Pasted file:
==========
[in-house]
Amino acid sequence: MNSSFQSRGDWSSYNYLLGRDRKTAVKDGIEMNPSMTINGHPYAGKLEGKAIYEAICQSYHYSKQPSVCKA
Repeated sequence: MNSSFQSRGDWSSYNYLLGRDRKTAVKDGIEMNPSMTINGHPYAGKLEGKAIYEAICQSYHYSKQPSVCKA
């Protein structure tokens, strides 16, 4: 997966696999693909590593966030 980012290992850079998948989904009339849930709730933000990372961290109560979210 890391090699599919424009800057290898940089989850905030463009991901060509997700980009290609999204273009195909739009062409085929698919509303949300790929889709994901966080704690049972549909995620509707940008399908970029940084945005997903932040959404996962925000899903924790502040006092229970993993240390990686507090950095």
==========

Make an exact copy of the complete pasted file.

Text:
[in-house]
Amino acid sequence: MNSSFQSRGDWSSYNYLLGRDRKTAVKDGIEMNPSMTINGHPYAGKLEGKAIYEAICQSYHYSKQPSVCKA
Repeated sequence: MNSSFQSRGDWSSYNYLLGRDRKTAVKDGIEMNPSMTINGHPYAGKLEGKAIYEAICQSYHYSKQPSVCKA
């Protein structure tokens, strides 16, 4: 997966696999693909590593966030 980012290992850079998948989904009339849930709730933000990372961290109560979210 890391090699599919424009800057290898940089989850905030463009991901060509997700980009290609999204273009195909739009062409085929698919509303949300790929889709994901966080704690049972549909995620509707940008399908970029940084945005997903932040959404996962925000899903924790502040006092229970993993240390990686507090950095």